“Espalier” is a French word derived from the Italian word “spalliera”, which means “something to rest the shoulder against” (spalla, in Italian and epaule in French) and originally defined only the trellis, or frame, on which the plant was trained. The ancient art and horticultural practice of pruning tree branches into fanciful shapes is timeless. Today, top garden designers are returning to the past and rethinking this “haute” form of horticulture. The classical and formal beauty of the Espalier enhances European inspired garden designs with their symmetry and versatility. Compact ornamental beauty used for privacy as a screen, adorning bare walls or defining outdoor spaces, including walkways and entrances, the Espalier thrives as “living architecture”.
The Espalier is the method of training the branches of a tree to grow on a vertical plane against a wall, trellis or wire fence, by securing the selected branches outwards from opposite sides of the trunk. Often called “wall trees” or “wall fruit”, the Espaliered trees are useful for any narrow planting line or a close, confined area and are a practical solution for gardeners with limited space. Espaliered trees are a stunning focal point that has the added benefit to its architectural appeal– an abundance of fruits and flowers.
The time honored practice of Espalier is said to possibly date back to tombs of Ancient Egypt, around 1400 BC, where tomb paintings bore paintings of Espaliered fig trees growing in Pharoah’s garden. Again, who knew? In the Middle Ages in Europe, Espaliered fruit trees inside walled monastery gardens and castle courtyards were depicted in manuscripts. During the 16th and 17th century in England, and especially France, the trained branches of the Espalier gained widespread popularity. Heavily popularized during the heyday during France’s reign of King Louis XIV, the “Sun King”, the potager (kitchen garden) of the elaborate Chateau de Versailles is said to have contained thousands of fruit trees trained into more than 44 different forms, or formes fruitieres, as Espalier patterns are called in French. In the British American colonies and in the early republic, the ornamentation paired with the function of fruit bearing trees were also highly admired. Form and function at its best.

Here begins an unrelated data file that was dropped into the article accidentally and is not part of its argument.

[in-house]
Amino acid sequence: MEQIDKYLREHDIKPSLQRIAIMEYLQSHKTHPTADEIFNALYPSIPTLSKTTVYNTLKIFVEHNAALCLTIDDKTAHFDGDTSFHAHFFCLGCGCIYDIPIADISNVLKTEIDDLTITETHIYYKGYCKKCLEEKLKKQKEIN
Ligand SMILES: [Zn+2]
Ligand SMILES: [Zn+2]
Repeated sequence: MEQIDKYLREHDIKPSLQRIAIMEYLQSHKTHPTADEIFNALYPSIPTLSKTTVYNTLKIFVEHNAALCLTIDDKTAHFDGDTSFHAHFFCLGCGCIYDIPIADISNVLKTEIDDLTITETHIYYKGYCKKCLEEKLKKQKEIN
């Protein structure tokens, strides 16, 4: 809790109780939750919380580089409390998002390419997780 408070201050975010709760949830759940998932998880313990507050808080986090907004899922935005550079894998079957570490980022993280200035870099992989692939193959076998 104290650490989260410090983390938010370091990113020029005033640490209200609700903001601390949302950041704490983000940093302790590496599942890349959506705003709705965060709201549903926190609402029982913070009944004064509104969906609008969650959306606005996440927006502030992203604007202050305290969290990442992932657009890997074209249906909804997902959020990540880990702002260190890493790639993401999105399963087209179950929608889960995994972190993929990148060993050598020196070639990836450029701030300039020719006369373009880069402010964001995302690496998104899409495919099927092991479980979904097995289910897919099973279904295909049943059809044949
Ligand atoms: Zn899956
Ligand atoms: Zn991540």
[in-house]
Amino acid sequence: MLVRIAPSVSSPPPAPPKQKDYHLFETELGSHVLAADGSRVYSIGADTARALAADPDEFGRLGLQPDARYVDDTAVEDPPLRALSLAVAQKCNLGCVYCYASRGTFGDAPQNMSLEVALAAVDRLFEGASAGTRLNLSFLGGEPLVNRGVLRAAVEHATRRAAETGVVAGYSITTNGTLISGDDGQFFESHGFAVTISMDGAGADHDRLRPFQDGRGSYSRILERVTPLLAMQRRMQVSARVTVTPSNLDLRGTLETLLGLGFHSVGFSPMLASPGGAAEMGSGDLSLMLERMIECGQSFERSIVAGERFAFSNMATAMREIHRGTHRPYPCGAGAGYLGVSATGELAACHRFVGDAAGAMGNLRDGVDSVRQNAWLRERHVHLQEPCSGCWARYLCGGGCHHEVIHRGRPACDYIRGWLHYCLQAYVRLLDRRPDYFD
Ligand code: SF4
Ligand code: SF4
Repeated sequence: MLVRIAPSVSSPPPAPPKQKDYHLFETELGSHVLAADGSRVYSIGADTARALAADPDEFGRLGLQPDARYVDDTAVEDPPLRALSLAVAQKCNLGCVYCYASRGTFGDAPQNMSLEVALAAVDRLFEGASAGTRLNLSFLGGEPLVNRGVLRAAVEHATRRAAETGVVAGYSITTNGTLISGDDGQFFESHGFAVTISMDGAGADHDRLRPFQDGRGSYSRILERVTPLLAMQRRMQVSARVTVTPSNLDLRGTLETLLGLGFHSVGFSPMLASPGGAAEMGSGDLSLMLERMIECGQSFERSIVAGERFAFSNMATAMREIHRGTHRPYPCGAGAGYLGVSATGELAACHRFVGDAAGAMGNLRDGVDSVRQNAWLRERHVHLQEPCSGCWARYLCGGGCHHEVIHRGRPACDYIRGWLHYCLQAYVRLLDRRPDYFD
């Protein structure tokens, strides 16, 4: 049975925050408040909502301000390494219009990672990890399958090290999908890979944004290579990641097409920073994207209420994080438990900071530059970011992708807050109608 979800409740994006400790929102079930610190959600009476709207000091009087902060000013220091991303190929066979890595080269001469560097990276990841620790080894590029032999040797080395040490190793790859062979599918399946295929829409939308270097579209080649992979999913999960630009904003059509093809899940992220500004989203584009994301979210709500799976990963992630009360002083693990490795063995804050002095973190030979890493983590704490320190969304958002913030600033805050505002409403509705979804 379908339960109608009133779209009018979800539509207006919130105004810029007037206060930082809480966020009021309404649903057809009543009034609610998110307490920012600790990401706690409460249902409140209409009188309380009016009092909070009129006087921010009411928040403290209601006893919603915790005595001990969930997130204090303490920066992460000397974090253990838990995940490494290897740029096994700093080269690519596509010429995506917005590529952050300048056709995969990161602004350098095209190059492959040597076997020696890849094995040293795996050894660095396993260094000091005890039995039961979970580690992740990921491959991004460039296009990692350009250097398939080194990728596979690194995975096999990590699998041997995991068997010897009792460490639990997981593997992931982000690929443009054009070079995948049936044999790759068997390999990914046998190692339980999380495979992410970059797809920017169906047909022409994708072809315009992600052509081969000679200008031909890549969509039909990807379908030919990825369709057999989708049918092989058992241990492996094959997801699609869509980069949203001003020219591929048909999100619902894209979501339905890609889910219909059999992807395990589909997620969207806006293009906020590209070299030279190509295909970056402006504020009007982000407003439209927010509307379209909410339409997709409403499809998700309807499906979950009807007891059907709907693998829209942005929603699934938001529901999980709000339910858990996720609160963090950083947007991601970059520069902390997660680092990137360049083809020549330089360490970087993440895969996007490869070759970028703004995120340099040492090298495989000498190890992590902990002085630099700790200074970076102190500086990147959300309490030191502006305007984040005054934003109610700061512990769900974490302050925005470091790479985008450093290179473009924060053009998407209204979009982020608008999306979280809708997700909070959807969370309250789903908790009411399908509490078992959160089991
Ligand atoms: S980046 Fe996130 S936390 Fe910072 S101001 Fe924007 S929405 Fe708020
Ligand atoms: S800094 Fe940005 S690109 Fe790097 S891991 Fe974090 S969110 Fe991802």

The Espalier provides variety in stunning two dimensional forms, guided and trained into a structural, timeless design. Originally, espaliers were trained to brick or stone walls as the masonry absorbed the sun’s heat allowed quick ripening of the fruit. Indeed, beyond an art form, it is actually considered a science, as it increases an orchards productivity. Interestingly, as the roots of tree itself has less areas to nourish due to less branches, known as “suckering” branches in which the shoots growing vertically, the bounty is increased greatly. Proving a point that often, the investment of time often yields a bounty that is certainly worthy of the time itself. Standard and dwarf fruit trees are the most commonly used trees for Espaliers but woody ornamentals, such as Holly and Magnolia, can also be used. It is the artistry of pruning shears and the credit of nature that result in this timeless design.
There are many Espalier forms and designs that range from simple, informal free flowing architecture to the more formal and complicated designs and patterns. Truth be told, it is the more formal designs that beckon my eyes to rest upon them! The most common formal styles are known as the Horizontal Cordon, Candelabra, Belgian and the Fan.
No matter which form is chosen, whether free standing or a wall tree, all forms share the basic techniques for dedicated pruning and training during the Winter and the Summer. The art of the Espalier takes approximately 4-8 years to hand-sculpt into centuries old classic European forms. Amazing diligence! A dedication of time for a timeless design, indeed. Alas, a dedication well worth the investment.
Consider the elegance and ancient appeal of the Espalier. If only in appreciation, it is worth our attention…